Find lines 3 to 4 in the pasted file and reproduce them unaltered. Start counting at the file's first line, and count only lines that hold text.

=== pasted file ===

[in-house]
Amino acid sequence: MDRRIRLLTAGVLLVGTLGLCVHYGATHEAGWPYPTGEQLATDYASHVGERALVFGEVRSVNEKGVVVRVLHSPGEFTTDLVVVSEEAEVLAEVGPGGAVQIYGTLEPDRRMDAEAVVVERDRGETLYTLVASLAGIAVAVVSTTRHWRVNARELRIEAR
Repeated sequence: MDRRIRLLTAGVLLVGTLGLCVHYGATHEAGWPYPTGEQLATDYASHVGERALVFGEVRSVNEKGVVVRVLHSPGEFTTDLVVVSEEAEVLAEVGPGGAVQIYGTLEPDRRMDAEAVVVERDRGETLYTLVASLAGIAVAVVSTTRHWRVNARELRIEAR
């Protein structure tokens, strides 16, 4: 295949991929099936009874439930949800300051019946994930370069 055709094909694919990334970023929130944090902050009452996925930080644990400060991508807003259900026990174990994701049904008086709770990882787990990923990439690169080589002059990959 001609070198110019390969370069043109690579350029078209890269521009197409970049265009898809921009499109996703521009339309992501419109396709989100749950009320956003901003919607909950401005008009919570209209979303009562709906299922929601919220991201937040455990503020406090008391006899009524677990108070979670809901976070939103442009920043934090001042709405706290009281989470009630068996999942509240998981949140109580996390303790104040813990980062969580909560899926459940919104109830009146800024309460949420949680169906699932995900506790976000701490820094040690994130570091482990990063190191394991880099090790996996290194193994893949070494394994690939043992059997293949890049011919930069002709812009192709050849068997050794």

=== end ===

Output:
Repeated sequence: MDRRIRLLTAGVLLVGTLGLCVHYGATHEAGWPYPTGEQLATDYASHVGERALVFGEVRSVNEKGVVVRVLHSPGEFTTDLVVVSEEAEVLAEVGPGGAVQIYGTLEPDRRMDAEAVVVERDRGETLYTLVASLAGIAVAVVSTTRHWRVNARELRIEAR
């Protein structure tokens, strides 16, 4: 295949991929099936009874439930949800300051019946994930370069 055709094909694919990334970023929130944090902050009452996925930080644990400060991508807003259900026990174990994701049904008086709770990882787990990923990439690169080589002059990959 001609070198110019390969370069043109690579350029078209890269521009197409970049265009898809921009499109996703521009339309992501419109396709989100749950009320956003901003919607909950401005008009919570209209979303009562709906299922929601919220991201937040455990503020406090008391006899009524677990108070979670809901976070939103442009920043934090001042709405706290009281989470009630068996999942509240998981949140109580996390303790104040813990980062969580909560899926459940919104109830009146800024309460949420949680169906699932995900506790976000701490820094040690994130570091482990990063190191394991880099090790996996290194193994893949070494394994690939043992059997293949890049011919930069002709812009192709050849068997050794």